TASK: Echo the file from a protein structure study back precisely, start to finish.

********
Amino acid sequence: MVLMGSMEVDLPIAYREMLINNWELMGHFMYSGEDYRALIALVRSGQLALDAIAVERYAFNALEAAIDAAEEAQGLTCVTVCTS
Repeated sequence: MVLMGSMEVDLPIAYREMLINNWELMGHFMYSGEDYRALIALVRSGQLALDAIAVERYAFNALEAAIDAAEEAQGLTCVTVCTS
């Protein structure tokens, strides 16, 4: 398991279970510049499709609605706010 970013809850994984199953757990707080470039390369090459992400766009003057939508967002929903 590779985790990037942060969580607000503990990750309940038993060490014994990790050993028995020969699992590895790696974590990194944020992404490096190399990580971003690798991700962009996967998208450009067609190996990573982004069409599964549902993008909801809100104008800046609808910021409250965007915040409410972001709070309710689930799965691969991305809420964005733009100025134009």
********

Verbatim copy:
Amino acid sequence: MVLMGSMEVDLPIAYREMLINNWELMGHFMYSGEDYRALIALVRSGQLALDAIAVERYAFNALEAAIDAAEEAQGLTCVTVCTS
Repeated sequence: MVLMGSMEVDLPIAYREMLINNWELMGHFMYSGEDYRALIALVRSGQLALDAIAVERYAFNALEAAIDAAEEAQGLTCVTVCTS
């Protein structure tokens, strides 16, 4: 398991279970510049499709609605706010 970013809850994984199953757990707080470039390369090459992400766009003057939508967002929903 590779985790990037942060969580607000503990990750309940038993060490014994990790050993028995020969699992590895790696974590990194944020992404490096190399990580971003690798991700962009996967998208450009067609190996990573982004069409599964549902993008909801809100104008800046609808910021409250965007915040409410972001709070309710689930799965691969991305809420964005733009100025134009």